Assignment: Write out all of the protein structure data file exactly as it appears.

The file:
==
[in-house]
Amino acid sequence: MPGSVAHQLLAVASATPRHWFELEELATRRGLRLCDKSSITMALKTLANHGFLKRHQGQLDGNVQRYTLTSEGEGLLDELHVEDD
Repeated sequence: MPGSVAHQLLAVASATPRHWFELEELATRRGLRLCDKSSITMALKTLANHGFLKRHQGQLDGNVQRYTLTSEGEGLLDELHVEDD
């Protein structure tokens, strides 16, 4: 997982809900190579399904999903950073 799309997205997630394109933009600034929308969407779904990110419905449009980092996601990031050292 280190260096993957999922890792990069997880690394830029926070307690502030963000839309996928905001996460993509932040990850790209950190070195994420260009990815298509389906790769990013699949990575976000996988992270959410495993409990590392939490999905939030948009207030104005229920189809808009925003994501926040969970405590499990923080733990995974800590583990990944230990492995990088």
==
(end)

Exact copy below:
[in-house]
Amino acid sequence: MPGSVAHQLLAVASATPRHWFELEELATRRGLRLCDKSSITMALKTLANHGFLKRHQGQLDGNVQRYTLTSEGEGLLDELHVEDD
Repeated sequence: MPGSVAHQLLAVASATPRHWFELEELATRRGLRLCDKSSITMALKTLANHGFLKRHQGQLDGNVQRYTLTSEGEGLLDELHVEDD
């Protein structure tokens, strides 16, 4: 997982809900190579399904999903950073 799309997205997630394109933009600034929308969407779904990110419905449009980092996601990031050292 280190260096993957999922890792990069997880690394830029926070307690502030963000839309996928905001996460993509932040990850790209950190070195994420260009990815298509389906790769990013699949990575976000996988992270959410495993409990590392939490999905939030948009207030104005229920189809808009925003994501926040969970405590499990923080733990995974800590583990990944230990492995990088």